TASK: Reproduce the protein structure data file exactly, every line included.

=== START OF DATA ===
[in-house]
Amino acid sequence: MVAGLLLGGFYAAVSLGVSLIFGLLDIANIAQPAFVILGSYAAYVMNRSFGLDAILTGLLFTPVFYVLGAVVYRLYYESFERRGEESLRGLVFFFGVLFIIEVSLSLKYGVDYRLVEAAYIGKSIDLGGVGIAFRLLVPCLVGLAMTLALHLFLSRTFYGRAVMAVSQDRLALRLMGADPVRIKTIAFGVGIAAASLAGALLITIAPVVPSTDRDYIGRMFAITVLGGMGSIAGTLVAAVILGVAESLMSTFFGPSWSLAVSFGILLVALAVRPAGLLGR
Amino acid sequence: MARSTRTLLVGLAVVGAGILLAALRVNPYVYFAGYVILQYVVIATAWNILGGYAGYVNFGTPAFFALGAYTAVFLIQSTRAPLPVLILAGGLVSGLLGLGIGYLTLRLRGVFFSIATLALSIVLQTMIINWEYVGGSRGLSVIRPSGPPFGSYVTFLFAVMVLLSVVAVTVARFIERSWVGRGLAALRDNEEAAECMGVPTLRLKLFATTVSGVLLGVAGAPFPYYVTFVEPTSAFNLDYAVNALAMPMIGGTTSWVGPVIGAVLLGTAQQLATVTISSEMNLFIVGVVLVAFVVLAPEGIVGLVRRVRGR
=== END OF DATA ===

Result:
[in-house]
Amino acid sequence: MVAGLLLGGFYAAVSLGVSLIFGLLDIANIAQPAFVILGSYAAYVMNRSFGLDAILTGLLFTPVFYVLGAVVYRLYYESFERRGEESLRGLVFFFGVLFIIEVSLSLKYGVDYRLVEAAYIGKSIDLGGVGIAFRLLVPCLVGLAMTLALHLFLSRTFYGRAVMAVSQDRLALRLMGADPVRIKTIAFGVGIAAASLAGALLITIAPVVPSTDRDYIGRMFAITVLGGMGSIAGTLVAAVILGVAESLMSTFFGPSWSLAVSFGILLVALAVRPAGLLGR
Amino acid sequence: MARSTRTLLVGLAVVGAGILLAALRVNPYVYFAGYVILQYVVIATAWNILGGYAGYVNFGTPAFFALGAYTAVFLIQSTRAPLPVLILAGGLVSGLLGLGIGYLTLRLRGVFFSIATLALSIVLQTMIINWEYVGGSRGLSVIRPSGPPFGSYVTFLFAVMVLLSVVAVTVARFIERSWVGRGLAALRDNEEAAECMGVPTLRLKLFATTVSGVLLGVAGAPFPYYVTFVEPTSAFNLDYAVNALAMPMIGGTTSWVGPVIGAVLLGTAQQLATVTISSEMNLFIVGVVLVAFVVLAPEGIVGLVRRVRGR